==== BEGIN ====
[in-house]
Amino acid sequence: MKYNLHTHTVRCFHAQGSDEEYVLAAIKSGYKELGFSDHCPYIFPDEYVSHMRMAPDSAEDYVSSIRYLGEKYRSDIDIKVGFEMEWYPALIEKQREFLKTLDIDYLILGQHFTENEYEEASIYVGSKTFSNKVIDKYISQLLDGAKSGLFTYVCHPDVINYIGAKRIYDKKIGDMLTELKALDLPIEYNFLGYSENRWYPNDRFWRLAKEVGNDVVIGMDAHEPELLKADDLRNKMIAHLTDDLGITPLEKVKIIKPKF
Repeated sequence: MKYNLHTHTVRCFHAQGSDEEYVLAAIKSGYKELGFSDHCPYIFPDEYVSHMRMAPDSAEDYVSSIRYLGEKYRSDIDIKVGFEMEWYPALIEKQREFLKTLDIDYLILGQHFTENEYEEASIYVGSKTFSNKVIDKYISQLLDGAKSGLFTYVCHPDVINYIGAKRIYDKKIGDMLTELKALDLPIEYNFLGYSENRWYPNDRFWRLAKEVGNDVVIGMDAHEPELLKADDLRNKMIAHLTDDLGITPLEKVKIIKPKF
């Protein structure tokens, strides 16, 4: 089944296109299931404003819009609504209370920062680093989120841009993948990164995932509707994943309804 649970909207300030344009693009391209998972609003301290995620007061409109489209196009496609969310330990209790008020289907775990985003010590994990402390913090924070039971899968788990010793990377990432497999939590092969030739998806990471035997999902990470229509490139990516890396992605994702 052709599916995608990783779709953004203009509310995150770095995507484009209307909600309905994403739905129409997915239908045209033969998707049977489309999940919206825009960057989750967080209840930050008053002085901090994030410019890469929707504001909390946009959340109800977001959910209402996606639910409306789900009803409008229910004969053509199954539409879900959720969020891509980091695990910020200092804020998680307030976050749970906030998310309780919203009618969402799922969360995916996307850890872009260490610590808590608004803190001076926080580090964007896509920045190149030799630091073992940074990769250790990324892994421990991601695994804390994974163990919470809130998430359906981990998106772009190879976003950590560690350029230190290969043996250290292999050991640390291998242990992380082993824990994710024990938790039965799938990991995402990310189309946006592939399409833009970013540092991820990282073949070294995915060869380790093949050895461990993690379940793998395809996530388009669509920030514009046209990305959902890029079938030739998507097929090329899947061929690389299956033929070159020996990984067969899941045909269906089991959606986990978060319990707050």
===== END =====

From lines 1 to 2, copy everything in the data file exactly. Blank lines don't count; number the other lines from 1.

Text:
[in-house]
Amino acid sequence: MKYNLHTHTVRCFHAQGSDEEYVLAAIKSGYKELGFSDHCPYIFPDEYVSHMRMAPDSAEDYVSSIRYLGEKYRSDIDIKVGFEMEWYPALIEKQREFLKTLDIDYLILGQHFTENEYEEASIYVGSKTFSNKVIDKYISQLLDGAKSGLFTYVCHPDVINYIGAKRIYDKKIGDMLTELKALDLPIEYNFLGYSENRWYPNDRFWRLAKEVGNDVVIGMDAHEPELLKADDLRNKMIAHLTDDLGITPLEKVKIIKPKF